Genome Sequencing..

Thursday 24th May, 2007 at 3:51 pm 2 comments

Michael Richard has an interesting post on Celebrity Genomes.  He’s wrong but it’s an interesting write up.  He’s a bright guy and I make a point of reading his posts – he does some good research and often provides an interesting perspective.

The Human Genome Project and the research around interpreting the meaning of genes is a vast public endeavour and a large amount of public funds have been invested in the research.

The focus of time and energy should be related to their scientific merit – rather than “Celebrity Status”.  Isn’t it better to spend 1 million USD on research targeted towards illness and disease than polishing somebodies vanity?  After all – the money could have paid the salary of 25 researchers for 1 year (reference: http://www.iht.com/articles/2006/11/13/business/biotech.php )

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2 Comments Add your own

  • 1. Michael G.R.  |  Thursday 24th May, 2007 at 5:18 pm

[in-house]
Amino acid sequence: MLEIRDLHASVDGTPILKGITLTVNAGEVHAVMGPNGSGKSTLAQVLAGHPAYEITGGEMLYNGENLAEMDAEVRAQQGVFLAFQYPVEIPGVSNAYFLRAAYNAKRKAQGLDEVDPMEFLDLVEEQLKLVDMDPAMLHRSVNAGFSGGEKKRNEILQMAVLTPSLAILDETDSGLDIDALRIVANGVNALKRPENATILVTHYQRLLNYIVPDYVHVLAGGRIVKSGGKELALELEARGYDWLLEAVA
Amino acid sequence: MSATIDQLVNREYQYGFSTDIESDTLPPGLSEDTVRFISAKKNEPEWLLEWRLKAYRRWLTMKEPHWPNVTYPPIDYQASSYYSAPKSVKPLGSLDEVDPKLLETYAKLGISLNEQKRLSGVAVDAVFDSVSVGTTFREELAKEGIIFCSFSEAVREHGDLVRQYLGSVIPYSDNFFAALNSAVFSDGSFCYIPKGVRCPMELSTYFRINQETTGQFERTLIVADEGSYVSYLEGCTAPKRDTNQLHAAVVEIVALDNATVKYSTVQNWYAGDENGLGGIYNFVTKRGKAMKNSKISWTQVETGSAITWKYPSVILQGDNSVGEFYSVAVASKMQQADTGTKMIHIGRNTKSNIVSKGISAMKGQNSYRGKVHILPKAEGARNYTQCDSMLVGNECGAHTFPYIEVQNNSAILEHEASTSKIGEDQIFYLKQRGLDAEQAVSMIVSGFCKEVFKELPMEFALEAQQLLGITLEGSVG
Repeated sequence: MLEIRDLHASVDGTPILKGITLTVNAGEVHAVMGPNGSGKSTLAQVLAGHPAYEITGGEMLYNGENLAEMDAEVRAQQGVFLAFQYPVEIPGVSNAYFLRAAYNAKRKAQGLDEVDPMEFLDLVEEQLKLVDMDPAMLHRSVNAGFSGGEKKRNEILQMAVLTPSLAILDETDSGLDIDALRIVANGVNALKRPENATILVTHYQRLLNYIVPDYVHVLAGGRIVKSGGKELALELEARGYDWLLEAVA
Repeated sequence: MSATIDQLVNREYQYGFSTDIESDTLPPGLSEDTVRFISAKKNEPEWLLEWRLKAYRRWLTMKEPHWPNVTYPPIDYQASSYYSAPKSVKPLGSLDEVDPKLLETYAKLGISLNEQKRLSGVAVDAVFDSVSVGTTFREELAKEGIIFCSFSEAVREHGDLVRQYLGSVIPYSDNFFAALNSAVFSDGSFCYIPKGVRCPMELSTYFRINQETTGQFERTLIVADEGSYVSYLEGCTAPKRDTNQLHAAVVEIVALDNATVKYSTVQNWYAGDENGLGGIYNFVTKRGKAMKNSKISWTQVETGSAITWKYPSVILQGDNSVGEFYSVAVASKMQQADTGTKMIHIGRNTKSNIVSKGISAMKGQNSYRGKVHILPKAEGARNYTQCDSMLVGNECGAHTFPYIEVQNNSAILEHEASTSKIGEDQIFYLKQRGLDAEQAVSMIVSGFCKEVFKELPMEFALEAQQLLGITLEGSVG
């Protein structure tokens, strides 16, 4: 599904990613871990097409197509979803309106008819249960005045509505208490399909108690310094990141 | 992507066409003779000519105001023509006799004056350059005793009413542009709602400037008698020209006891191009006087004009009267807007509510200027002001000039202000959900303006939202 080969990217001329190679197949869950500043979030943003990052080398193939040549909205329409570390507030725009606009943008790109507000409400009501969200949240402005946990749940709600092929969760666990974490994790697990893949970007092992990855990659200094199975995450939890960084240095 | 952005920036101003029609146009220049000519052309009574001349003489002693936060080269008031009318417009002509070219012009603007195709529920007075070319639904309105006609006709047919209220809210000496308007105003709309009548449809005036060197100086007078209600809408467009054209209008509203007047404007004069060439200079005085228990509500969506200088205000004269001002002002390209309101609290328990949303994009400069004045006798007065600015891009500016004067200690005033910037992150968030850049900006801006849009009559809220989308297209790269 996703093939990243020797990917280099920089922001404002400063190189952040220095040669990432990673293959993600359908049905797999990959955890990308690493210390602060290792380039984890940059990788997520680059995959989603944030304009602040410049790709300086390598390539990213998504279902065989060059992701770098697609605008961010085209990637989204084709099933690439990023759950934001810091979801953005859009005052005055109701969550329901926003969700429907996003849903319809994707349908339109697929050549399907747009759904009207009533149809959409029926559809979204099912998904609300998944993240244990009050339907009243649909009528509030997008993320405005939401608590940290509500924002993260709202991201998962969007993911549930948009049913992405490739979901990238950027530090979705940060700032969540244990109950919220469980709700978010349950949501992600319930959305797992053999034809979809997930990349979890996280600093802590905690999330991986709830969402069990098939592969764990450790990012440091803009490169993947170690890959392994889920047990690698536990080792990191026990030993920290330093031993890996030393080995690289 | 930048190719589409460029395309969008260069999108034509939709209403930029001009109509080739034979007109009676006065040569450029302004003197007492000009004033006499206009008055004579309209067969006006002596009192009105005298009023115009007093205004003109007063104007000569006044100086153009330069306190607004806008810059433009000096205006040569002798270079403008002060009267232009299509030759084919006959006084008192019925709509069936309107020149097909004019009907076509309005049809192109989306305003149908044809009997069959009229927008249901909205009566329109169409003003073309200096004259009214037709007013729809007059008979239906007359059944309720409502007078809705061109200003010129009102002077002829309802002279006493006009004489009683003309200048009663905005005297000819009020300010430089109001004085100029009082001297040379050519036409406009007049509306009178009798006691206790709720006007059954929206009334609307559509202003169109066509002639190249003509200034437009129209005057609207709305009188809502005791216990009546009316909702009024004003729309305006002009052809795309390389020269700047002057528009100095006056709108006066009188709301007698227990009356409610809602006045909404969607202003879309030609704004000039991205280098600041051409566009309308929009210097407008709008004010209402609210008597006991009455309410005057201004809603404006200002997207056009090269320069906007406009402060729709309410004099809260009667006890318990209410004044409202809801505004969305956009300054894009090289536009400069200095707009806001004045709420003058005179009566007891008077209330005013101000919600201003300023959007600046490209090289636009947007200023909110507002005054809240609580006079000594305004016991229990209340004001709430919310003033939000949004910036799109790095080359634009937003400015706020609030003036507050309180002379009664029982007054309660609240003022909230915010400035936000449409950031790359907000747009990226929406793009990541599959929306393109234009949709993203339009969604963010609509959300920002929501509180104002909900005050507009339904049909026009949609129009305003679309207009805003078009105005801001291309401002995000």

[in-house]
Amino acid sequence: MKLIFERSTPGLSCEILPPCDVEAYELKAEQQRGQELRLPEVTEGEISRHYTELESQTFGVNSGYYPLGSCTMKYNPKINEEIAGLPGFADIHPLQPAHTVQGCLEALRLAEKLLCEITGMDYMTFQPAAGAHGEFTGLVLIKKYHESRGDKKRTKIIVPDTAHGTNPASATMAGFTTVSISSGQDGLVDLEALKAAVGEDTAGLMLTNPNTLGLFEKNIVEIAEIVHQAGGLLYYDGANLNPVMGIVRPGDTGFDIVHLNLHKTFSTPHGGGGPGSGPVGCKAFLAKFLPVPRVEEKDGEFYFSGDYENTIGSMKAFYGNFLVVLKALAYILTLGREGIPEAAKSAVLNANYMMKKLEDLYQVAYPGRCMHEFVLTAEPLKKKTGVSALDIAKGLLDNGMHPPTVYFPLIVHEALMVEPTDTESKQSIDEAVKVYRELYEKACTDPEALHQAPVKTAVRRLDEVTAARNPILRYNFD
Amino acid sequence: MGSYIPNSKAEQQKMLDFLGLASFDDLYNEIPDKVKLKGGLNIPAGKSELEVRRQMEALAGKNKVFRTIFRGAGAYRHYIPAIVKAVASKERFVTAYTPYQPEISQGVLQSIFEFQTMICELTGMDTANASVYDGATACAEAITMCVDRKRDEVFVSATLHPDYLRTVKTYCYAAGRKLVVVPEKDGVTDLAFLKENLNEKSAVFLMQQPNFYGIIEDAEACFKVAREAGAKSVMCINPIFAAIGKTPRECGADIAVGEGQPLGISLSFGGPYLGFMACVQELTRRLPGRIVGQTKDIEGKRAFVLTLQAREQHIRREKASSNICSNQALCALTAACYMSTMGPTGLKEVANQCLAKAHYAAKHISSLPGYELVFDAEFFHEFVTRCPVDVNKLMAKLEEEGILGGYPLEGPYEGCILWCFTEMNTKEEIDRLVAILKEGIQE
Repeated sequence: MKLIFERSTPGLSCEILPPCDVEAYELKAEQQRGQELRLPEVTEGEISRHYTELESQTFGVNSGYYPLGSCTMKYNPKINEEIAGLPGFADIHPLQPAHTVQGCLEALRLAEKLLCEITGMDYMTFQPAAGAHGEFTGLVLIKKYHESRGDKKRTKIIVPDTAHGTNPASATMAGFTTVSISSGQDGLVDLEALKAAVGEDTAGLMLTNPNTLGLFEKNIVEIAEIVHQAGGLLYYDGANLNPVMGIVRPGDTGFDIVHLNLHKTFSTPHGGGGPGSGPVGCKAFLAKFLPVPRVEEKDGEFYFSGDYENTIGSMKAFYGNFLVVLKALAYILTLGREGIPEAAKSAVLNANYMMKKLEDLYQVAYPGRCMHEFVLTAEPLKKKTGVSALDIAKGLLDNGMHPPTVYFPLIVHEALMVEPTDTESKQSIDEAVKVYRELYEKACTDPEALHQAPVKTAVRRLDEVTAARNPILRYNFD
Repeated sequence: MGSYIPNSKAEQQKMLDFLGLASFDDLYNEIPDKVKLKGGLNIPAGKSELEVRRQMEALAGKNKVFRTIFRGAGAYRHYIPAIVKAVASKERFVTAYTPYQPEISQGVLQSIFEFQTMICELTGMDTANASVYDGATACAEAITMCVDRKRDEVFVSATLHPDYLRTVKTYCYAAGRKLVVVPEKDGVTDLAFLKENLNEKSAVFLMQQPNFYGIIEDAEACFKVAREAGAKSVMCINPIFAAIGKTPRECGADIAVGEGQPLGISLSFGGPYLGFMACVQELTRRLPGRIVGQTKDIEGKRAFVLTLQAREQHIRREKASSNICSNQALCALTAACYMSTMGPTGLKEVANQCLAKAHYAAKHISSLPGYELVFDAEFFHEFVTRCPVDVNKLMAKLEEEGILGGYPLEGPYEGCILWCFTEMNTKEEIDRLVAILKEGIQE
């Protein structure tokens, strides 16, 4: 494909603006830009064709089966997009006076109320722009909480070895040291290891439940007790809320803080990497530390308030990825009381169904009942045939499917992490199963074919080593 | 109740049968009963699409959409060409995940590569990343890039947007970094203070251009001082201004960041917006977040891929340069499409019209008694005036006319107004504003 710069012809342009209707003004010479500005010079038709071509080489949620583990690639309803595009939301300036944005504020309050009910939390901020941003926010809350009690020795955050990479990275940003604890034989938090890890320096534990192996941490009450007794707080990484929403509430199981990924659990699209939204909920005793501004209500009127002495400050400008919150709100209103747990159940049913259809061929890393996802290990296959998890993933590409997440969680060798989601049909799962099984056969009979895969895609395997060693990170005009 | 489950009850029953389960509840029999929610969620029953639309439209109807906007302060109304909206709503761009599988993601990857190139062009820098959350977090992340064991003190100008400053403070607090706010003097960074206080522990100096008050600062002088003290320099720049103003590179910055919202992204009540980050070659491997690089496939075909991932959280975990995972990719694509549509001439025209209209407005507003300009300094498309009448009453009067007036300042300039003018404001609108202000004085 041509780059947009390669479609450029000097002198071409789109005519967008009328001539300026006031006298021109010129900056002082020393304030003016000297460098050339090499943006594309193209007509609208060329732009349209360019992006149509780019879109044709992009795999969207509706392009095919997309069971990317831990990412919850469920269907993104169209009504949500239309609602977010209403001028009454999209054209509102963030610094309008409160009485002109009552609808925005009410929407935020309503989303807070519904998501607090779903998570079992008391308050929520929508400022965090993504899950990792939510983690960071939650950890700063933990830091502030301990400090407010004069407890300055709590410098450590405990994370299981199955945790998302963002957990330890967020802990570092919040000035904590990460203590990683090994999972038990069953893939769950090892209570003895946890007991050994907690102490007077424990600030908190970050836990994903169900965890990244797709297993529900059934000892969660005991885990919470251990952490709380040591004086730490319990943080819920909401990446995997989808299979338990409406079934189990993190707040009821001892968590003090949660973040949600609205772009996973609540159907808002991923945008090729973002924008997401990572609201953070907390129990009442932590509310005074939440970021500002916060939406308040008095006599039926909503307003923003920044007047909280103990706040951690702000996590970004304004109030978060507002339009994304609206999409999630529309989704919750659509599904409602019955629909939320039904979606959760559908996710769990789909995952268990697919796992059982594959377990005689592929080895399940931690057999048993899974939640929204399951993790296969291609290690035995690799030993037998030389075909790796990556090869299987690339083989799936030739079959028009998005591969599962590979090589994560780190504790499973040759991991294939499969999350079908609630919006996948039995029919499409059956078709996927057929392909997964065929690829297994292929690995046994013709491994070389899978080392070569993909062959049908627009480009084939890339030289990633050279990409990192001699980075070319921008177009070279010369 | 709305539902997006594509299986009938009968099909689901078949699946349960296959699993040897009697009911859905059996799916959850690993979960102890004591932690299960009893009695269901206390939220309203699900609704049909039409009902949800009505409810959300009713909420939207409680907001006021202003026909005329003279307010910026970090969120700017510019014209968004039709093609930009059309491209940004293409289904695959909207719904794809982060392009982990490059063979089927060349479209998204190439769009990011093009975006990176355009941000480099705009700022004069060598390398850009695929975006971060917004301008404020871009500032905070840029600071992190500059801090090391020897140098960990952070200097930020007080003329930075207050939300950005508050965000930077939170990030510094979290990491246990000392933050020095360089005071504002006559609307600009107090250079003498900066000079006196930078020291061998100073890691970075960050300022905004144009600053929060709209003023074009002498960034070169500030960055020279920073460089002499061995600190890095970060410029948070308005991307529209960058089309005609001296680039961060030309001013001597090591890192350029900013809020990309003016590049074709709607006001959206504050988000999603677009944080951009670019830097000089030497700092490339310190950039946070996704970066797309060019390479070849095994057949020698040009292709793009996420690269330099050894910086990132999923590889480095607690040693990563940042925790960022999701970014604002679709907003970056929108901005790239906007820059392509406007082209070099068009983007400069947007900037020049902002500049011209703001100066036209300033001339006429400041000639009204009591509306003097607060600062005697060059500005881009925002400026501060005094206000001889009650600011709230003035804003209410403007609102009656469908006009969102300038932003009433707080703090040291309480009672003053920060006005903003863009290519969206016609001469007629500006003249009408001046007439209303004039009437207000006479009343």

Hi!

    It’s possible that I’m wrong. You always have to take that chance 🙂

    But I think that at the point we are, almost anybody’s genome will be tremendously useful and help us fill some of the holes in our ability to interpret the genetic material, and by the time we’re done exhausting a 1/1000th of what we can learn from these genomes, we’ll be able to sequence a lot more very easily and cheaply.

    Of course it’s better to go with what is best for the science, but I don’t think it’ll make a big difference if the first 10 or 50 genomes are those of scientists instead of non-scientists. All new technologies follow that curve of adoption: At first it’s very expensive, doesn’t work very well and only the rich can afford it. Soon enough, it works better and is less expensive, and after a while it ends up being almost free and works great. It’s unfair that the rich had airbags in their cars before those most at risk of accidents or those with unsafe cars, but they did help test and pay for development of the technology, and the early versions of airbags were far from being as safe as the current ones.

    Maybe I should be more idealistic, but to me it’s the realpolitik of technological progress.

    Reply
  • 2. Michael Graham Richard  |  Saturday 26th May, 2007 at 1:01 am

    I’ve updated my post. You were right.

    Reply

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